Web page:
Experiments With Cell Function: Create A Dynamic Table Of Contents In Google Sheets With Formulas

This post is an exploration of what’s possible with formulas alone.

I’m going to use formulas to create a dynamic table of contents that updates automatically when you change the sheet names.

Formula Table Of Contents

The key to it all is the CELL function, which can extract the address of a cell.

Extracting Sheet Names Automatically

I start with a Google Sheet containing two sheets.

On Sheet2, I put the RAND function in cell A1:

=RAND()

Back in Sheet1, I put this formula into cell A1:

=CELL("address",Sheet2!A1)

It gives me this output: Sheet2!$A$1

Using a simple Google Sheets REGEX formula, I can extract just the Sheet name:

=REGEXEXTRACT(CELL("address",Sheet2!A1),"'?([^']+)'?!")

This changes the output to just show the Sheet name: Sheet2

Now pay close attention, here’s the next key step. I switch the spreadsheet calculation to every minute.

File > Spreadsheet settings > Calculation > On change and every minute

Now, when I change the name of Sheet2 to something else (e.g. “Dataset”), the cell value in Sheet1 will change within the minute.

If you’re a nerd like me then that’s super cool.

It’s happening automatically, without me intervening.

I’ve used a formula to extract information that is outside the rows and columns of my actual Sheet.

Internal Google Sheet Links With The Hyperlink Formula

Normally you use the HYPERLINK function to link to external sites or for “mailto” links, basically external links.

To do internal linking within a Google Sheet, you click on the cell and create a special link.

It looks and feels like a hyperlink but it’s not formula driven, so can’t be used in conjunction with the CELL function technique above. Moreover, the text in the link doesn’t change.

However, there is a way to create internal links with the hyperlink function.

Each sheet (tab) within your Google Sheet has a unique #gid appended to the URL, shown here in red:

https://docs.google.com/spreadsheets/d/XXXXXXXXXXXXXXXXXXXXXXXXXXXXXXXX/edit#gid=77003961

Use this #gid number from the Google Sheets’ URL inside the hyperlink function.

Sheet1 (or the “first” sheet in your Google Sheet) has the number 0.

Other sheets have longer #gid numbers, e.g. 349283867

I copied this #gid number for Sheet2 into Sheet1, in cell B1, next to the CELL formula.

Then in cell C1, I constructed this hyperlink formula:

=HYPERLINK("#gid="&B1,A1)

This creates a working hyperlink that takes me to Sheet2 if I click on it.

Even better, if I change the name of Sheet2 to “Second Sheet” or “Dashboard” or “Leaderboard” or whatever, the link will automatically update and I can still click through to this second sheet.

Experiments with cell function

This technique reminds me of the methods to create dynamic named ranges in Google Sheets. Use a side-effect of a regular function to do something interesting.

Create A Dynamic Table Of Contents With Formulas

Taking this a step further, I used this technique to build a live table of contents that always displays the correct sheet names.

It updates every minute or whenever a change is made.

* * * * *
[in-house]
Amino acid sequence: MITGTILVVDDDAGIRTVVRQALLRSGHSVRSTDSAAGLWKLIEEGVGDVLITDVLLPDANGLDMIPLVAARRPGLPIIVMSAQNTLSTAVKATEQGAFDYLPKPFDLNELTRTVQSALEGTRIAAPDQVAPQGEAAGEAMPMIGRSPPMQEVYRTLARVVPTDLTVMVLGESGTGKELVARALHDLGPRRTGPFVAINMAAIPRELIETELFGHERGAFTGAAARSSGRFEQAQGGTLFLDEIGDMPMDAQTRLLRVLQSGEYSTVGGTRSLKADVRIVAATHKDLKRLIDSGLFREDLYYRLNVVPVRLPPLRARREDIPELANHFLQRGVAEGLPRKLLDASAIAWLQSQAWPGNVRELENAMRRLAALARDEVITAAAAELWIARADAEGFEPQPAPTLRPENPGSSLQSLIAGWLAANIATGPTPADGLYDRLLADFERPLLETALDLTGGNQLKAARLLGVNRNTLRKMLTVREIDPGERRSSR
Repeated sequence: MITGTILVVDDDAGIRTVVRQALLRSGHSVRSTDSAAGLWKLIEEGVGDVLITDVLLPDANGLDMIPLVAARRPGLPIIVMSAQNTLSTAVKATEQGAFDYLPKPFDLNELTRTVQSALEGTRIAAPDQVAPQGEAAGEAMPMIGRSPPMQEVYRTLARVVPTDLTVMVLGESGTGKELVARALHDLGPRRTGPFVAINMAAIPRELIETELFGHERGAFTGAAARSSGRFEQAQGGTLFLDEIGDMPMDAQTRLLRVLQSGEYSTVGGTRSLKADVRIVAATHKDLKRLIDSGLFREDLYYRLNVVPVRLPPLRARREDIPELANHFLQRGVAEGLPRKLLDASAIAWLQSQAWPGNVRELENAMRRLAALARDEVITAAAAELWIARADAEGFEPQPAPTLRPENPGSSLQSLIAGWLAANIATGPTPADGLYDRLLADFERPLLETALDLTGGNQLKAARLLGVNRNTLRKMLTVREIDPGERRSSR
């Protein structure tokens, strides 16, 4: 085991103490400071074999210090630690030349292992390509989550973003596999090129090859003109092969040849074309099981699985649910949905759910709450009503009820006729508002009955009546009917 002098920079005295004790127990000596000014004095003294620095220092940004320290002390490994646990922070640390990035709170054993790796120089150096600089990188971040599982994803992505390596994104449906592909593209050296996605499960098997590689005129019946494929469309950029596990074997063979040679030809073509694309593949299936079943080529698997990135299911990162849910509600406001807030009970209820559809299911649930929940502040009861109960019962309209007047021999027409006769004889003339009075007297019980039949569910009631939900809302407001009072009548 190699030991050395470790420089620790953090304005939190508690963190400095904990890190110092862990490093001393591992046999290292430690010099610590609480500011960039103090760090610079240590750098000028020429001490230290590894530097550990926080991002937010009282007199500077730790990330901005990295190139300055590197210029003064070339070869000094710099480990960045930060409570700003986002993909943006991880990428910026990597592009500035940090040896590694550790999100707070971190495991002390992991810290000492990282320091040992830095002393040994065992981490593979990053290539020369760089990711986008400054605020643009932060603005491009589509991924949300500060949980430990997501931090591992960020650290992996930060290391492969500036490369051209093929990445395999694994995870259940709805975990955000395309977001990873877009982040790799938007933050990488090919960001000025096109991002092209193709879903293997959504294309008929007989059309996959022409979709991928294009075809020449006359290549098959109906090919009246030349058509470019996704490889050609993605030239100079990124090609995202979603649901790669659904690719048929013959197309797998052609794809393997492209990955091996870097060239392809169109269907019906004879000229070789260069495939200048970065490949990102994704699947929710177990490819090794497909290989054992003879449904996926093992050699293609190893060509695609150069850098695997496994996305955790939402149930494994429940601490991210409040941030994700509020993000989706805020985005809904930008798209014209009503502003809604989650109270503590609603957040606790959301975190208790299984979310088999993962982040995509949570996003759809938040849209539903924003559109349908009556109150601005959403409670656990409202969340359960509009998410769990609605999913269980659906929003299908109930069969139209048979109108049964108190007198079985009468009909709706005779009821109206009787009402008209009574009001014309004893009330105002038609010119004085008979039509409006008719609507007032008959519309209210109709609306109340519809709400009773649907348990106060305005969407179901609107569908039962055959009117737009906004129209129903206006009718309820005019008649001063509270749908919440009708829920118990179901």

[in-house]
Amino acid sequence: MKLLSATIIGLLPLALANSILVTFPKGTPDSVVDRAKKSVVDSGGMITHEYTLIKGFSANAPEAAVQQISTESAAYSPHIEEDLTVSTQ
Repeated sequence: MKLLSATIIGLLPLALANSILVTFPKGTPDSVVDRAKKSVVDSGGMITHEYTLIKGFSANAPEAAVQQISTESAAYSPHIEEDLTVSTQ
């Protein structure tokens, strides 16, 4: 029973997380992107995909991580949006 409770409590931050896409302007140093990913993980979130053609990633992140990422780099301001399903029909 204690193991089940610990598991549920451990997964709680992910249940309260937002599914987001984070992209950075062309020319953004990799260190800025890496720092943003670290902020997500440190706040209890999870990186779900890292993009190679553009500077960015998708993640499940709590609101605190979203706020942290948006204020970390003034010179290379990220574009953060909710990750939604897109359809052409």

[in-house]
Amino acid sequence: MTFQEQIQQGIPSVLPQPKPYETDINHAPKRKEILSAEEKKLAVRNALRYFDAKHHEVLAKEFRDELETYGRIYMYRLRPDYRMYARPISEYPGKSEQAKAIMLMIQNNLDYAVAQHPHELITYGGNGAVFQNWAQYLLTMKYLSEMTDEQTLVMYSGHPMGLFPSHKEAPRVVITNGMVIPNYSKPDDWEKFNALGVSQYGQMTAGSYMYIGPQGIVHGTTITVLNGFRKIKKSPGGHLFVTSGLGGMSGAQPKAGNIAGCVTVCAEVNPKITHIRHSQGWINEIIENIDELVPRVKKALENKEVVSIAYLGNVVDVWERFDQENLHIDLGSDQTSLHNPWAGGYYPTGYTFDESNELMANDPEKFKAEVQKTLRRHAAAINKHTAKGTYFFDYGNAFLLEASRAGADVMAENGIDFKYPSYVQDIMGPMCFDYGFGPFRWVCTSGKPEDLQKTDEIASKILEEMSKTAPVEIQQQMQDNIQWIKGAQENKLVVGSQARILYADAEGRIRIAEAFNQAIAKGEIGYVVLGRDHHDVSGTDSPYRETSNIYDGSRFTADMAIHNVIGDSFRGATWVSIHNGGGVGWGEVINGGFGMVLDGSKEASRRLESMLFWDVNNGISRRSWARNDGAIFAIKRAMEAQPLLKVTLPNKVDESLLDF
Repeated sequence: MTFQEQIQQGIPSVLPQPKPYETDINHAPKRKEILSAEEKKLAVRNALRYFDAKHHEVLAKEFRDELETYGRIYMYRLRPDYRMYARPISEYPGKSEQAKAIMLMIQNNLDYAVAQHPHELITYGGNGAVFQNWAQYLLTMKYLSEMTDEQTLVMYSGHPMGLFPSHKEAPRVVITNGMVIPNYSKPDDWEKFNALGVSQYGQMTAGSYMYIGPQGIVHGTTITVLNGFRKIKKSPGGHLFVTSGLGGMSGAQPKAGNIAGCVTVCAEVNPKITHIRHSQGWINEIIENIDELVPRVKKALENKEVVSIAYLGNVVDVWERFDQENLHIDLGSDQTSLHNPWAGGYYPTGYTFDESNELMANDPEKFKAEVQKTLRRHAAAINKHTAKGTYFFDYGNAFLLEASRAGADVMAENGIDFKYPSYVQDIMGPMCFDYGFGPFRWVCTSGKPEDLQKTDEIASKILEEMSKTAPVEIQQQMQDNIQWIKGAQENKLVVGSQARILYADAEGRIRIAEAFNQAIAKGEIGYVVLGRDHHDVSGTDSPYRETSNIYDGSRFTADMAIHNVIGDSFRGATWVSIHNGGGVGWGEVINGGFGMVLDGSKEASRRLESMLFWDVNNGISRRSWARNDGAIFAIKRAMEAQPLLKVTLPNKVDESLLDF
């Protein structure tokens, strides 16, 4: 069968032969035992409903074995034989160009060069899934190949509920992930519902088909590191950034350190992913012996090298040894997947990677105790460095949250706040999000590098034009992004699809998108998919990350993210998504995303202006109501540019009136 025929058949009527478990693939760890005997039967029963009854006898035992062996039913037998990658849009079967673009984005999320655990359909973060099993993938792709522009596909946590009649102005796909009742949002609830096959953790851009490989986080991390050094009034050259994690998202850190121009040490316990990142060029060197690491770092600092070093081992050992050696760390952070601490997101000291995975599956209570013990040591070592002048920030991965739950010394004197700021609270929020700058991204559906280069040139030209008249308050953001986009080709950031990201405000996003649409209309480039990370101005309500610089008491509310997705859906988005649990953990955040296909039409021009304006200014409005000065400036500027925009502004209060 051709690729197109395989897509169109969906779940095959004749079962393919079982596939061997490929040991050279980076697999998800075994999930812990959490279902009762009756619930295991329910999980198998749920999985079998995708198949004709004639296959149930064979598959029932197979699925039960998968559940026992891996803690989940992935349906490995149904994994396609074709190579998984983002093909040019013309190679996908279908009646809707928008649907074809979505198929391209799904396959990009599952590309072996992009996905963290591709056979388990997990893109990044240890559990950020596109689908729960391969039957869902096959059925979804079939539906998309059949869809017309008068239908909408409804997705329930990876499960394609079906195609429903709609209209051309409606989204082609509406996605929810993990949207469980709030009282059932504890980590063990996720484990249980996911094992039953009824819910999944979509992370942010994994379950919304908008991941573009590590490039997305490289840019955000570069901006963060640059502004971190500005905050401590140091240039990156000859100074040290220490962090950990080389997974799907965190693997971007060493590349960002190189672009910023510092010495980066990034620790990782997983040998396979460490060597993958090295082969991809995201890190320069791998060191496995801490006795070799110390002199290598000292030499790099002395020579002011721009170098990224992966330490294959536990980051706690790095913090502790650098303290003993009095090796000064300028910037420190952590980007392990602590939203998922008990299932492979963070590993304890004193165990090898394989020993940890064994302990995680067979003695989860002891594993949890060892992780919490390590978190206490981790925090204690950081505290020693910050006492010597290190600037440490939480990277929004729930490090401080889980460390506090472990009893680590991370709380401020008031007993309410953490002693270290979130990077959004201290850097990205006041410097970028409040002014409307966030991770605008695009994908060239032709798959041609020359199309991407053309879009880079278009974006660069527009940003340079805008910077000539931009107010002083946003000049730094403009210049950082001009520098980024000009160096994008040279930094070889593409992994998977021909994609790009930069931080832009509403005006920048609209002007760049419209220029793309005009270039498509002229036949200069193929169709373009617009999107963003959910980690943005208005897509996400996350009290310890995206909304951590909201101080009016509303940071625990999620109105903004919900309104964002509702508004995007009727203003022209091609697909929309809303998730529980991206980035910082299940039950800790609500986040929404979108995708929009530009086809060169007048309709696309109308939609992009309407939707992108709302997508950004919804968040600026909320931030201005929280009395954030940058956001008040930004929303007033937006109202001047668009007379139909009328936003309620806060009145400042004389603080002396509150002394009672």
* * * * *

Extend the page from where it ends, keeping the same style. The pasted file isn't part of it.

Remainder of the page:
Admittedly, it’s a lot of work for a not enormously useful result, but it’s still an interesting and unusual application of programming with formulas.

Formula Table Of Contents

The only change here is to hide the two helper columns containing the REGEX formula and the #gid number, to make it look more like a table of contents.

Of course, it still requires a random number in a destination cell on each sheet, for the REGEX function to reference. And I have to set the calculation to “on change and every minute”, as discussed above.

(You can always hide the random number cells by formatting the text white for example.)

As always, I’d love to hear your thoughts in the comments below!

5 thoughts on “Experiments With Cell Function: Create A Dynamic Table Of Contents In Google Sheets With Formulas”

  1. Hi Ben,
    I’d just recently signed up to your free advanced formulas course, (which is excellent I might add). I mention this as I’m new to google sheets and had to post on Googles doc forum to get help with a formula with a hyperlink within a sheet. There someone also mentioned your name (in a positive way I might add), so that’s how I found you,,,, (I know you really wanted to know all that!) 🙂

    I’ve just read the above, and now read that when hyperlinking within the same workbbook, I can now do this just by referencing ‘#gid’ instead of the full doc URL!
    Brilliant stuff!
    You are a God! 🙂
    Keep up the great work Ben.
    Best regards
    John C

  2. Hi Ben. I have individual SOURCE files that I link to a separate overview ‘Aggregator’ file. In the SOURCE file TEMPLATE there is a hyperlink in a cell named “File”. This is IMPORTRANGE into Aggregator view as a quick way of jumping to the SOURCE file. Is there a quick way of puling the spreadsheet URL in to each new SOURCE file created from the TEMPLATE, or does it need to be done manually each time.

  3. I started working with Excel in ca. 1995, simple macros, etc… I switched to Google Sheets 4 years ago, so I’m quite an avid spreadsheet user for 25 years, uninterrupted.

    Ben, your site is the very best in this topic – IMHO by far. Very useful examples, cristal clear, but not too lenghty explanations. Congrats and a big thank you!

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